Valley of the Sun Loses Its Sunset April 25th, 1996
– Bill Lindley, Editor
ARPA has received from Amtrak a preliminary schedule for the Sunset Limited. Here are the notes which accompany the times [my emphasis added -- Ed.]:
Details of New Schedule
“Operates SuTuFr from Miami. Operates 1 hour later from Miami. Running time increased 15 minutes Miami to Jacksonville. Station time at Jacksonville increased 5 minutes. Running time increased 11 minutes Jacksonville to Pensacola – reduced 11 minutes Pensacola to New Orleans.
“Station time at New Orleans increased 70 minutes. Running time increased 13 minutes New Orleans to Houston. Station time at Houston increased 5 minutes. Running time reduced 3 minutes… to San Antonio. Station time at San Antonio increased 30 minutes.
“Running time reduced 5 minutes San Antonio to El Paso… increased 27 minutes El Paso to Tucson. Station time at Tucson increased 8 minutes.
“Train rerouted between Tucson and Yuma via Gila Line bypassing Coolidge, Tempe and Phoenix. Stop at Maricopa, AZ to commence sometime in August 1996. Running time reduced 3 hours 20 minutes Tucson to Los Angeles.”
What About Bus Service?
We do not know at this time whether there will be a Thruway bus from Phoenix, Tempe, or Coolidge, or what the details of that would be, although it is likely some sort of bus service may be provided from Phoenix to the stop at Tucson. A notice at the Phoenix station indicates that location will continue to be staffed for the time being.
Possible Ridership Impact
What will be the impact of this on the ridership of the train? Let’s look at some numbers.
Passenger Train Journal ridership figures for the past couple years show the Sunset Limited averaging about 15,000 passengers a month.Â ARPA has quoted the figure 30,000 for annual on/off at Phoenix and Tempe, which would account for 15,000 passengers per year.Â This leads to the conclusion that 1/12 of all passengers are traveling to or from Phoenix or Tempe.
Now note that the PTJ figures are for New Orleans to Los Angeles.Â If we consider only those passengers on the train west of El Paso, and assume that about half the passengers on the entire route ride west of there, the Phoenix and Tempe figures would be more like 1/6 of all passengers on the train.
If we look at the ridership from another angle, we can see how this works.Â The 15,000 passengers per year would account for about 50 passengers per train (six trains a week, fifty two weeks a year).Â If the Superliner train carries 300 passengers, then these 50 passengers would, again, account for one sixth of that.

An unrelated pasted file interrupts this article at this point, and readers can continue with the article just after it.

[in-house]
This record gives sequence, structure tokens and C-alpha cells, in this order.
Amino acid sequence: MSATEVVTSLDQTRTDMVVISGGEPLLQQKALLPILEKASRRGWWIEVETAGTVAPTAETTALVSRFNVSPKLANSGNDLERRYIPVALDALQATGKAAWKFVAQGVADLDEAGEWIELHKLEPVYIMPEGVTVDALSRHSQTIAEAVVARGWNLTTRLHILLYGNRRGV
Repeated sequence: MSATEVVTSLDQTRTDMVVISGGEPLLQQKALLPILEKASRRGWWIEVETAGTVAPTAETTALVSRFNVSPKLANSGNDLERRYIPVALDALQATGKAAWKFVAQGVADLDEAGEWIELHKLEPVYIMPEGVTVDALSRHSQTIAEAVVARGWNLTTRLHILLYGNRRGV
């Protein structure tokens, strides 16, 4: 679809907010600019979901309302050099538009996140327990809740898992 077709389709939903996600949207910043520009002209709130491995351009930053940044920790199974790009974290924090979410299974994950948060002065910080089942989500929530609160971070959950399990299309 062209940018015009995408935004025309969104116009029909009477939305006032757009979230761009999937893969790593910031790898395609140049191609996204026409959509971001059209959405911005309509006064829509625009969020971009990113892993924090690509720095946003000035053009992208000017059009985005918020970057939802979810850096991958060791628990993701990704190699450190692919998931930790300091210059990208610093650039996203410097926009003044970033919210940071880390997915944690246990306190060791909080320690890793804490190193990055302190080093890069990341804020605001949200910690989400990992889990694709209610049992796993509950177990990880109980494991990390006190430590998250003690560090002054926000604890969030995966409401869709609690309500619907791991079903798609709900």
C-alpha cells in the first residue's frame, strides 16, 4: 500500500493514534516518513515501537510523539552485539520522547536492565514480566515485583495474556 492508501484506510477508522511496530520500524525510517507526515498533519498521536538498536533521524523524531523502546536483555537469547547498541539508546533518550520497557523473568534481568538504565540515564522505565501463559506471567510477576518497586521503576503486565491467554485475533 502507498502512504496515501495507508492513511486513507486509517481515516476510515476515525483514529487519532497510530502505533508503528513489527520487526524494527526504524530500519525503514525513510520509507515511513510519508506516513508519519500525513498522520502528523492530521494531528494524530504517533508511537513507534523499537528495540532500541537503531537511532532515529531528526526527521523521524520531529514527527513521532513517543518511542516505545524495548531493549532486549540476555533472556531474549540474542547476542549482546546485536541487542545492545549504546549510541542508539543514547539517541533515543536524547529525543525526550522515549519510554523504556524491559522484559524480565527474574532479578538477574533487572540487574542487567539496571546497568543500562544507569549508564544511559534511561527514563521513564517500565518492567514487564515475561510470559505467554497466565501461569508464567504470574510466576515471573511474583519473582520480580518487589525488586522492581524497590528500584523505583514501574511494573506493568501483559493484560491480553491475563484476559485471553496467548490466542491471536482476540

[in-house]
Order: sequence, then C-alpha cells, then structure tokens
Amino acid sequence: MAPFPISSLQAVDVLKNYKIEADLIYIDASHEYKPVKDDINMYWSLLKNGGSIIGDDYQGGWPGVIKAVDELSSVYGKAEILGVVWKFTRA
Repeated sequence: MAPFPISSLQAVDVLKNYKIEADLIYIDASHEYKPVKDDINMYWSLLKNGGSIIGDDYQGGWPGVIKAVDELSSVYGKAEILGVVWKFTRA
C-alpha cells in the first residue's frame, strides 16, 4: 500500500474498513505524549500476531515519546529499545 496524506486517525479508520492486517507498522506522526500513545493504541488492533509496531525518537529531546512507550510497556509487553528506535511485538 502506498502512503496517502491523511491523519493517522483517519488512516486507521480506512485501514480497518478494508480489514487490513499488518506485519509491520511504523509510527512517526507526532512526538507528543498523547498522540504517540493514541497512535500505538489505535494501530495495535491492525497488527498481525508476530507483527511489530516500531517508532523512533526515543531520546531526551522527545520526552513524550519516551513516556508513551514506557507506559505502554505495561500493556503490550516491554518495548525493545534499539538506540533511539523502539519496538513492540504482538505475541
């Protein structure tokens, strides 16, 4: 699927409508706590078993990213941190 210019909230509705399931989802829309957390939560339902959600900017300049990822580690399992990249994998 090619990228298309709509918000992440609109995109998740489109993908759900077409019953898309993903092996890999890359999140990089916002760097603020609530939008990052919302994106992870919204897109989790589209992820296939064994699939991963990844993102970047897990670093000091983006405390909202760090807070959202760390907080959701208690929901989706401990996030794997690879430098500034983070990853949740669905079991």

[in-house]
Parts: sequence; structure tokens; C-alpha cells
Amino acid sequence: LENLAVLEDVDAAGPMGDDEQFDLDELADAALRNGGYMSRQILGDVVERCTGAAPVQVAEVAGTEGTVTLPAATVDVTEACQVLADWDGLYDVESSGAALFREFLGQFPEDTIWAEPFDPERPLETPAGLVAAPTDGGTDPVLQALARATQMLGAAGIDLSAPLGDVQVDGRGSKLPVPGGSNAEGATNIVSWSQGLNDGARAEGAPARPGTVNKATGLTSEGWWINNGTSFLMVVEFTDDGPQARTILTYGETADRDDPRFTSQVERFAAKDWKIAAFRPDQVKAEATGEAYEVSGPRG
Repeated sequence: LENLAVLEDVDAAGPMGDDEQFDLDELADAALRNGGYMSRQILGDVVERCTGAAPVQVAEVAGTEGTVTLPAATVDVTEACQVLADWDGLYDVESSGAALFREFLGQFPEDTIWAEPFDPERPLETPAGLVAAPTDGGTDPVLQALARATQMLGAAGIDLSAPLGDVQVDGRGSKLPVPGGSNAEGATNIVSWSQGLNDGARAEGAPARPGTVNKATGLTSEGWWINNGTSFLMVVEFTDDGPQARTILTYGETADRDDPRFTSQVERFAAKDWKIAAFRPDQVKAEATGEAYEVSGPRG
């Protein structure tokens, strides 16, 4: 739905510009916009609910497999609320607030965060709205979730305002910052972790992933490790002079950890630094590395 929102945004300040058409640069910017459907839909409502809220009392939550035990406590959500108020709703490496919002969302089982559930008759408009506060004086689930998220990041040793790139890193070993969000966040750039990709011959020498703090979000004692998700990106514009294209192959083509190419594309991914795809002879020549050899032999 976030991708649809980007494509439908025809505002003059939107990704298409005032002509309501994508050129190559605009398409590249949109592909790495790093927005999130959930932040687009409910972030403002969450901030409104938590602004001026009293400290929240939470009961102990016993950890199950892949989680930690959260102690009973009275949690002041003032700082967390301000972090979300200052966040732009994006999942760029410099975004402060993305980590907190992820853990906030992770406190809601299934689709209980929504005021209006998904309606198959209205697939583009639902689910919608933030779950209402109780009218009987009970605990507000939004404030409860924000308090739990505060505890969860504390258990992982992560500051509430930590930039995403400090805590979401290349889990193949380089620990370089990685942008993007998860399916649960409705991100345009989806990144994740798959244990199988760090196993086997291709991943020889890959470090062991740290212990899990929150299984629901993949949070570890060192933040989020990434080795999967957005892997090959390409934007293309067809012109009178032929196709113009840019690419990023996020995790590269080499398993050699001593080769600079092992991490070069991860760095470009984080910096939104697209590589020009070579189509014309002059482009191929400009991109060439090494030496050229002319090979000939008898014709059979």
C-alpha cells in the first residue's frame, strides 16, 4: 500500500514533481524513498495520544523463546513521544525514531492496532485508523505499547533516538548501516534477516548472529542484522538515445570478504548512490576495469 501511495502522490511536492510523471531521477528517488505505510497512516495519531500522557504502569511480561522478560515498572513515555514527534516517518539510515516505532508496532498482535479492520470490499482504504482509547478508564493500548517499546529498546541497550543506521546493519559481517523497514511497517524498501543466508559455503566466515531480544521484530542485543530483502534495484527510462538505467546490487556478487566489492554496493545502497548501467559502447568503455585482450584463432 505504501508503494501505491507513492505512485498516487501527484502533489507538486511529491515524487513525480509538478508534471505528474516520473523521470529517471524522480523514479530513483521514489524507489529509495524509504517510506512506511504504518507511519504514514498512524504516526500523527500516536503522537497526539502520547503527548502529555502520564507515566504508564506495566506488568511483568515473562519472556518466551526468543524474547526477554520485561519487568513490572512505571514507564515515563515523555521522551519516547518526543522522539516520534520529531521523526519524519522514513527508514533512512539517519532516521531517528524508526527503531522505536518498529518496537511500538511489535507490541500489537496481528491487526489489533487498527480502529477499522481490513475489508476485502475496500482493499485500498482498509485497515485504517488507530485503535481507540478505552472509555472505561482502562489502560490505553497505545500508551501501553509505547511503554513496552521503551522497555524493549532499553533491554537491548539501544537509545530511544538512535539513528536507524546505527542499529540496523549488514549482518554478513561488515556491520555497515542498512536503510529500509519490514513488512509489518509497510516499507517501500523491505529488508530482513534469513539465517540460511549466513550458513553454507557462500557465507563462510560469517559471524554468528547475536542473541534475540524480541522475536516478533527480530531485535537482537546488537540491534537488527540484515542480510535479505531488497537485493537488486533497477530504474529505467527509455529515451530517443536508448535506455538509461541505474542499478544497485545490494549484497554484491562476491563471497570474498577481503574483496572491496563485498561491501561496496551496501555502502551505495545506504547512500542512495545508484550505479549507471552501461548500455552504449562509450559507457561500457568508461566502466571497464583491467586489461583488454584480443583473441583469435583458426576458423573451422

And if half of the persons traveling to Phoenix are coming from the West (Yuma, Indio, and Los Angeles) it is questionable how many would ride the train to Tucson and take a two-hour bus ride back to Phoenix.
With the Sunset Limited undeniably leaving Phoenix, has the Arizona Rail Passenger Association lost its purpose?Â Hardly.
First, ARPA must push for regional rail.Â Continued worsening of the pollution problem in Phoenix, and this state’s unrelenting population growth, are finally putting a focus on rail transportation.Â This is the time for a renewed effort to establish regional rail.
Second, we must work to ensure that the Phoenix West Line is not abandoned.Â We believe the loss of these eighty-six miles of railroad line would be a blow to not only to Phoenix but also to the state of Arizona and the entire Southwest.Â This line is an important link between the nation’s second largest city and its seventh largest city.Â The nation’s fastest growing region should not lose this piece of its infrastructure.
Third, we should continue to seek new options for long-distance passenger train service in Arizona, and continue to seek enhancement of those services still present. There have been several suggestions for possible new services; and while not every proposal will be acted upon, no action takes place unless something is first proposed.Â ARPA can provide motivation and information which might make some of the plans reality.